Global banks considering moving their headquarters out of the U.K. won’t gain easier regulatory treatment if they wish to retain access to major developed markets, Bank of England Governor Mark Carney said.
The world’s biggest banks need to be able to demonstrate that they’re stable and well run to be allowed to do business in the U.K., the U.S. and other major markets, Carney told reporters after the BOE presented its Financial Stability Report on Wednesday. They also need to show they can be wound up safely if the need arises, he said.
“It’s not like you can have a compensation scheme or a governance structure that doesn’t meet international best standards and expect the same access to those markets, as you would if you met global standards,” Carney said. “So it’s better to meet those global standards early in a strong, competitive system that acts with integrity, than to try to delay it and end up meeting them in the end.”
Spurred on by rising tax and regulatory costs in the U.K., HSBC Holdings Plc, Europe’s biggest bank, and Standard Chartered Plc, which operates mainly in emerging markets, are weighing whether to move their bases abroad.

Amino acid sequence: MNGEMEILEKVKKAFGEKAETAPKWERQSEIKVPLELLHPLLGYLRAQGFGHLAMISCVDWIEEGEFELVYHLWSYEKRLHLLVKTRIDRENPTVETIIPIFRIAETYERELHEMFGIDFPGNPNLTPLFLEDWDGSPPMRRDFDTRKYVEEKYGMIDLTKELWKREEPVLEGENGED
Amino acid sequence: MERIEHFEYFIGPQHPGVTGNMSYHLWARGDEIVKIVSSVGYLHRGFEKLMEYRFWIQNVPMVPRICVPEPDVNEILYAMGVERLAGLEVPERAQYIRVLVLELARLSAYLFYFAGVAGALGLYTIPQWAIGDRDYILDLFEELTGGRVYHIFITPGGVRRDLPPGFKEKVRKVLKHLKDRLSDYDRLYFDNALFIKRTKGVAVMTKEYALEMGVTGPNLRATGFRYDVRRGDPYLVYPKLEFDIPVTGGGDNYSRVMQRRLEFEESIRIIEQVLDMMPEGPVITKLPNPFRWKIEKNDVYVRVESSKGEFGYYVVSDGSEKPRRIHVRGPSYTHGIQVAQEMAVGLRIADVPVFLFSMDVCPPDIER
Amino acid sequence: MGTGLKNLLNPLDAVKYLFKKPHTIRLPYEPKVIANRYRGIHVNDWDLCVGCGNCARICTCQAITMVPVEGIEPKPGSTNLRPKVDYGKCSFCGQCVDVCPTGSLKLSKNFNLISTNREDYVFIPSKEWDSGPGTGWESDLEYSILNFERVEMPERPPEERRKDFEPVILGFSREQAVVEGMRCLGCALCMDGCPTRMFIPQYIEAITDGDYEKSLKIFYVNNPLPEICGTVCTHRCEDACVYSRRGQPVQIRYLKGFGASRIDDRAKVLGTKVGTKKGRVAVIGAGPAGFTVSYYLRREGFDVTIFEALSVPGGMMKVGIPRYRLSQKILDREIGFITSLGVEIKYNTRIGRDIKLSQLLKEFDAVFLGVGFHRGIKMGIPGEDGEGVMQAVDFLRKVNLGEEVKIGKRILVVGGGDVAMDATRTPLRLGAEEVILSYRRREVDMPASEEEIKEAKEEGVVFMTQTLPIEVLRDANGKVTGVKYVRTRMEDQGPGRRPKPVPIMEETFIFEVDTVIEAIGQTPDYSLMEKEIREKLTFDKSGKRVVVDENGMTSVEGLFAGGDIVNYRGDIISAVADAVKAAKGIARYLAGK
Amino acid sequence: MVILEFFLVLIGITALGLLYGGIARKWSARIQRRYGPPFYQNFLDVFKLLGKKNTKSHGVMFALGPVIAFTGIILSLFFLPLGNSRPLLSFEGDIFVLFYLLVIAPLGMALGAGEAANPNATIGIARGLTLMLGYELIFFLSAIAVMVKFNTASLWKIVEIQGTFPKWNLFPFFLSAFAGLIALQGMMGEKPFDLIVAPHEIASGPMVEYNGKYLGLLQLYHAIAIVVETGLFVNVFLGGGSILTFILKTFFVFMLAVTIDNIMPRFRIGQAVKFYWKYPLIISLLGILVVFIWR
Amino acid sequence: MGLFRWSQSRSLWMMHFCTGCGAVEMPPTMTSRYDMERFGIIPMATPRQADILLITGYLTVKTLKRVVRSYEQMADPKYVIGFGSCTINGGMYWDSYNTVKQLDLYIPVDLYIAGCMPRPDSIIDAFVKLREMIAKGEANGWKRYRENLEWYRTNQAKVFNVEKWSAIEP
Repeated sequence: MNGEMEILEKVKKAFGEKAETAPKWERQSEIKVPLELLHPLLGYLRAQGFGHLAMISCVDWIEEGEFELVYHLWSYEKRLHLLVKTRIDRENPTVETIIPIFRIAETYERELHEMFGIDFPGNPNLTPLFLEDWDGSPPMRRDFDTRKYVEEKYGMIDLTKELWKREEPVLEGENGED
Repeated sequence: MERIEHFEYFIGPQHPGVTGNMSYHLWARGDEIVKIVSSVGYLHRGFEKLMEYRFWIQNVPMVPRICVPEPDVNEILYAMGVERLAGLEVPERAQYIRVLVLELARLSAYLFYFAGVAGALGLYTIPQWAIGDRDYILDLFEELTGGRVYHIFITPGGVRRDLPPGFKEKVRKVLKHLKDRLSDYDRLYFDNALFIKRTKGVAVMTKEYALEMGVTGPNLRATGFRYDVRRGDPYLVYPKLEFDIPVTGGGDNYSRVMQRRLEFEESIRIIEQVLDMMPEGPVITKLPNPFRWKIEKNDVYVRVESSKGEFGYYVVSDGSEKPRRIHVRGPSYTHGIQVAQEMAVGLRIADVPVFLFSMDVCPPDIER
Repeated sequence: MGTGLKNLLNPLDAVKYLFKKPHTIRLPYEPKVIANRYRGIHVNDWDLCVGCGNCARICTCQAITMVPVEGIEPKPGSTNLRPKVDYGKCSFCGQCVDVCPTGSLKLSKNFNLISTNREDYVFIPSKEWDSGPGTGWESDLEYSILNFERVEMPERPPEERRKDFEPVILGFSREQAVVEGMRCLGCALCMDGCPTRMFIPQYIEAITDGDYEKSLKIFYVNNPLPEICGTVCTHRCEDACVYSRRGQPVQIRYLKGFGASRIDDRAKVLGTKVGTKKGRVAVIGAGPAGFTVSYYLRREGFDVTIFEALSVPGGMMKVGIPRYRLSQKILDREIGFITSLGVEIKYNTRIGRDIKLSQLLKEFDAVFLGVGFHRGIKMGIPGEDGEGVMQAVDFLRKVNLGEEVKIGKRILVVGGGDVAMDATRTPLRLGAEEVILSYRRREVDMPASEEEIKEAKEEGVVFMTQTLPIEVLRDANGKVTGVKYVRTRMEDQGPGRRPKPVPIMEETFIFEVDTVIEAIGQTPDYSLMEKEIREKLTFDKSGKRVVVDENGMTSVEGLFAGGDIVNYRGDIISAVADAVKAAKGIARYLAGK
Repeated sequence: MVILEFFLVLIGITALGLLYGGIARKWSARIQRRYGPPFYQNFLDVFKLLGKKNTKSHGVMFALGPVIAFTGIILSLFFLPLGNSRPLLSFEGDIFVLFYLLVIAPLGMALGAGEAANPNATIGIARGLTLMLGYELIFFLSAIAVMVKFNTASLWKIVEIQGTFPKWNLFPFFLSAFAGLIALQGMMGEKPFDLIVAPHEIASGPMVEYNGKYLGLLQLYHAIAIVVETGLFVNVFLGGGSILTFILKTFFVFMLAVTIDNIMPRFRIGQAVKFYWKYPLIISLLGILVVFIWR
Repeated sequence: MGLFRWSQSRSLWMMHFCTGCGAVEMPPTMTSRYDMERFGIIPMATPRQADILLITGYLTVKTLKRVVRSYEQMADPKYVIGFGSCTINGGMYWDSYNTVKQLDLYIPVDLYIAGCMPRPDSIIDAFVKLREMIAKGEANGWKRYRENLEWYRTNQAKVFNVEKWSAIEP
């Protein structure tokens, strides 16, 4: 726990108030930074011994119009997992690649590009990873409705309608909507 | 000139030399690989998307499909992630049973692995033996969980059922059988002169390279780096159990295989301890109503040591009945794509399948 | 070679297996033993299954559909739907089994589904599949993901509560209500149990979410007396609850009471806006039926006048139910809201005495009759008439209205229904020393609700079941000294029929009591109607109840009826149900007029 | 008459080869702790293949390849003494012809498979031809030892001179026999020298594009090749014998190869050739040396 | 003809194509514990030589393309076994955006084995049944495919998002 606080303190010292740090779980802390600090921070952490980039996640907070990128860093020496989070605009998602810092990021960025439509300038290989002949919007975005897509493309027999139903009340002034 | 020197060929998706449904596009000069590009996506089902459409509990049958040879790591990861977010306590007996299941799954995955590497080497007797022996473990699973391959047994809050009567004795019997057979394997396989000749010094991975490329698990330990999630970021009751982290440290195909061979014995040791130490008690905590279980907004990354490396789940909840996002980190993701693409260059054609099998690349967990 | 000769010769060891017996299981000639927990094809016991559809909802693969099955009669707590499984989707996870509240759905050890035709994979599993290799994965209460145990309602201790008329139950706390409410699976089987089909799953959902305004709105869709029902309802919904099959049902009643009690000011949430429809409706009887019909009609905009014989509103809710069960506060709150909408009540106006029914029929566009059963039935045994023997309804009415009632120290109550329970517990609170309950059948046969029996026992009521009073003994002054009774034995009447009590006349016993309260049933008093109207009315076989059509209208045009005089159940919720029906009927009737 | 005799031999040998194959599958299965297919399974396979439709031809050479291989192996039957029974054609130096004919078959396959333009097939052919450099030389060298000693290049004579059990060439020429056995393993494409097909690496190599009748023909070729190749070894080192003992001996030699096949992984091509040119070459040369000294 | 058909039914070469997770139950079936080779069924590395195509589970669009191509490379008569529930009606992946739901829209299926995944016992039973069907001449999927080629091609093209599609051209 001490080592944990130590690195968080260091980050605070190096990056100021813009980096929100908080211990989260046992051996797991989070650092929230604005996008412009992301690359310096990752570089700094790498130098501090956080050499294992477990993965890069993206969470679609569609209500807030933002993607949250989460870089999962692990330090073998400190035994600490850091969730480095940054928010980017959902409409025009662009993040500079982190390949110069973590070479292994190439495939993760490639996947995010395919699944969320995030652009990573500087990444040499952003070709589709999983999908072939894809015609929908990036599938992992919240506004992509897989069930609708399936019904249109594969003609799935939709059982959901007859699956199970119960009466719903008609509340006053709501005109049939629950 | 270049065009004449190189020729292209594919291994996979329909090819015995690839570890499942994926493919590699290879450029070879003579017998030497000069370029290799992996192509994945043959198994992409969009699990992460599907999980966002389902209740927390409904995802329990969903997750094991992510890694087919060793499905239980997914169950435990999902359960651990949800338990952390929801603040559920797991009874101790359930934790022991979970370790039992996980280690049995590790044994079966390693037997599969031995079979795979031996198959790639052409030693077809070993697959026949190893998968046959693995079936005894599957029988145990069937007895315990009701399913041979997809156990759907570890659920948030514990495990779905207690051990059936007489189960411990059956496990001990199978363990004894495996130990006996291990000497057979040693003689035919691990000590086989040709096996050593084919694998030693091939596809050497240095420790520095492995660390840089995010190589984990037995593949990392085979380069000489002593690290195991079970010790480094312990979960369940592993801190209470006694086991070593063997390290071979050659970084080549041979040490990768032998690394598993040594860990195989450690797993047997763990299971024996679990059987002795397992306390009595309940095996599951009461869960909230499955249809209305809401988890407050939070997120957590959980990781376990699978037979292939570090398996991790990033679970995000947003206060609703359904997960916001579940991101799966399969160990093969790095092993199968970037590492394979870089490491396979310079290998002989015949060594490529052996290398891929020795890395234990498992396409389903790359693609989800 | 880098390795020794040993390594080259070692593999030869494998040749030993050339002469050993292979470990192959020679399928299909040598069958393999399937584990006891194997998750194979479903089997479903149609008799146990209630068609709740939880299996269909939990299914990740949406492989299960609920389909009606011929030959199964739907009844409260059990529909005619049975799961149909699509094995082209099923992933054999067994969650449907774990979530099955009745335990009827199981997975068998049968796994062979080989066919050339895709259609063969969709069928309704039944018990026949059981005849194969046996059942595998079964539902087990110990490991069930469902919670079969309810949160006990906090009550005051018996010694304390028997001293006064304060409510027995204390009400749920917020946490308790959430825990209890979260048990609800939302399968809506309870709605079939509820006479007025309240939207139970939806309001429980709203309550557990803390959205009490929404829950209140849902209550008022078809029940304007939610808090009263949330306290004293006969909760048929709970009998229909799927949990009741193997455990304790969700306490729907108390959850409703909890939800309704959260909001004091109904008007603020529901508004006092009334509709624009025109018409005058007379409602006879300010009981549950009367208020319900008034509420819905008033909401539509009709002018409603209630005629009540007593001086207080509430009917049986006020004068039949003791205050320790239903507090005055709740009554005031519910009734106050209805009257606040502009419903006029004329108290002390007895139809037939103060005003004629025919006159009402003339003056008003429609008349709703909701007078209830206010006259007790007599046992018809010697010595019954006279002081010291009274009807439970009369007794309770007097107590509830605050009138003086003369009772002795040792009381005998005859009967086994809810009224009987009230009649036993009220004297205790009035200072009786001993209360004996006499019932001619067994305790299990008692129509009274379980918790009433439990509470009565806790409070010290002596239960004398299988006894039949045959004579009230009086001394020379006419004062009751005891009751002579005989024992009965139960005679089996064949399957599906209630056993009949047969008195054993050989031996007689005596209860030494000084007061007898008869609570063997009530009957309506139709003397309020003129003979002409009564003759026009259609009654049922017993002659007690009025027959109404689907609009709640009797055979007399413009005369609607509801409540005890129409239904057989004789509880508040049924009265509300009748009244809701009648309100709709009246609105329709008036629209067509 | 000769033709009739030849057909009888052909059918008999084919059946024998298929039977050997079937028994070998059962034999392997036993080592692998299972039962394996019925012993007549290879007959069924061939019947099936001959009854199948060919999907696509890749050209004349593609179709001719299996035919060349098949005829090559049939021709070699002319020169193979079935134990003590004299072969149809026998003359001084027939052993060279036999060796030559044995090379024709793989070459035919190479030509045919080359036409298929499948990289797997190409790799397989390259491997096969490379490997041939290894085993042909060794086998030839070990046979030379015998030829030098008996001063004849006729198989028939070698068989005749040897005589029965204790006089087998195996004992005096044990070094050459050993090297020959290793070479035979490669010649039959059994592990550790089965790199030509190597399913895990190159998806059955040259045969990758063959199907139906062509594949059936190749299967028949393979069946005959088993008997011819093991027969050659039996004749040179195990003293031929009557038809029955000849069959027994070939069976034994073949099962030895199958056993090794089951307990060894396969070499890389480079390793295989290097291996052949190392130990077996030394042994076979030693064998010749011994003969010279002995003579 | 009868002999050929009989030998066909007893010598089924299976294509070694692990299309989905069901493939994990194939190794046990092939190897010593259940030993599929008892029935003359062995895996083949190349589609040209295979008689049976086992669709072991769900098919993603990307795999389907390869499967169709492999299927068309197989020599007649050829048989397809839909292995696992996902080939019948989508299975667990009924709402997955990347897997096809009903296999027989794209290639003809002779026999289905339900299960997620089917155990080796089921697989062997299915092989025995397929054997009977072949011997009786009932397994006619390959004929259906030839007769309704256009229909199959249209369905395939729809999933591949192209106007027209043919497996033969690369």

HSBC, whose Chief Executive Officer Stuart Gulliver views Hong Kong as his permanent home, is heaviest hit by the U.K. levy on lenders’ balance sheets, paying 750 million pounds ($1.2 billion) in 2014. Standard Chartered is under pressure from investors to move to Asia, with Finance Director Andy Halford saying in April that changing domicile is “something that we continue to keep under review.”
‘Forefront of Design’
The regulatory demands the U.K. makes of the banks are a function of the nation’s importance in financial services and of the industry’s size relative to the U.K. economy, Carney said. Regulation helps make the banks more competitive, he said.
“As the leading financial center, as one of the largest banking systems in the world, it shouldn’t surprise that we’re more towards the forefront of design and implementation of measures both for banks and markets,” he said. “But these are building blocks of competitiveness.”
Major banks must also have plans that if necessary will allow regulators to wind them up without bringing down the financial system, he said. Without those, they may not be allowed to do business in the biggest markets, he said.
“If you’re a global bank, a global institution, it’s not like you can go to some other jurisdiction and not have a credible resolution plan and think you’re going to operate in the United Kingdom or the United States or the euro area,” he said. “It just won’t happen.”